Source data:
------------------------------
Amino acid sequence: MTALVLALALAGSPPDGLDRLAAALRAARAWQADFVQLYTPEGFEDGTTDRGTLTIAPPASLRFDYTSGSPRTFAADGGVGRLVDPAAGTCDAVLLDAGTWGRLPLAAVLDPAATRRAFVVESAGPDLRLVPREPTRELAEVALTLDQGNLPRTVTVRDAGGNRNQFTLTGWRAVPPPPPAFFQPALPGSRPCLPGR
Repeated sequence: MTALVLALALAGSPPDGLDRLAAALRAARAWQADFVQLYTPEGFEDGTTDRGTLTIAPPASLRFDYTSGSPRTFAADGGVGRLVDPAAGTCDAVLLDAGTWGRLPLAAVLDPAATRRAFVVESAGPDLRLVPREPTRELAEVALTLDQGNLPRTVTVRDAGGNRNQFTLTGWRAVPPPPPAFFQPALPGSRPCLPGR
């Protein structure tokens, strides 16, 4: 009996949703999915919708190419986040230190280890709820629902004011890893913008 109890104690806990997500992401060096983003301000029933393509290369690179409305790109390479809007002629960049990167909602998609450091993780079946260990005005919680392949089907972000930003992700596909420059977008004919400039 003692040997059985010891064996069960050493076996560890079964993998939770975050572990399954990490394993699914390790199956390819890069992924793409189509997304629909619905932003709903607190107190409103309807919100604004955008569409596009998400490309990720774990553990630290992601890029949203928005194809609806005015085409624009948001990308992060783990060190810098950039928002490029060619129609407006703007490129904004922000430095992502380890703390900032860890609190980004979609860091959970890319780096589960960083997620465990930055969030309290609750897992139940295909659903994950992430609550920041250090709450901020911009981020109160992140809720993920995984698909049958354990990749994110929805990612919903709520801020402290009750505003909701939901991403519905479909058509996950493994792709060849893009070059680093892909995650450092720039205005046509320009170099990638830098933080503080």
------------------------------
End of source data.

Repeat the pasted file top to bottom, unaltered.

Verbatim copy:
Amino acid sequence: MTALVLALALAGSPPDGLDRLAAALRAARAWQADFVQLYTPEGFEDGTTDRGTLTIAPPASLRFDYTSGSPRTFAADGGVGRLVDPAAGTCDAVLLDAGTWGRLPLAAVLDPAATRRAFVVESAGPDLRLVPREPTRELAEVALTLDQGNLPRTVTVRDAGGNRNQFTLTGWRAVPPPPPAFFQPALPGSRPCLPGR
Repeated sequence: MTALVLALALAGSPPDGLDRLAAALRAARAWQADFVQLYTPEGFEDGTTDRGTLTIAPPASLRFDYTSGSPRTFAADGGVGRLVDPAAGTCDAVLLDAGTWGRLPLAAVLDPAATRRAFVVESAGPDLRLVPREPTRELAEVALTLDQGNLPRTVTVRDAGGNRNQFTLTGWRAVPPPPPAFFQPALPGSRPCLPGR
């Protein structure tokens, strides 16, 4: 009996949703999915919708190419986040230190280890709820629902004011890893913008 109890104690806990997500992401060096983003301000029933393509290369690179409305790109390479809007002629960049990167909602998609450091993780079946260990005005919680392949089907972000930003992700596909420059977008004919400039 003692040997059985010891064996069960050493076996560890079964993998939770975050572990399954990490394993699914390790199956390819890069992924793409189509997304629909619905932003709903607190107190409103309807919100604004955008569409596009998400490309990720774990553990630290992601890029949203928005194809609806005015085409624009948001990308992060783990060190810098950039928002490029060619129609407006703007490129904004922000430095992502380890703390900032860890609190980004979609860091959970890319780096589960960083997620465990930055969030309290609750897992139940295909659903994950992430609550920041250090709450901020911009981020109160992140809720993920995984698909049958354990990749994110929805990612919903709520801020402290009750505003909701939901991403519905479909058509996950493994792709060849893009070059680093892909995650450092720039205005046509320009170099990638830098933080503080």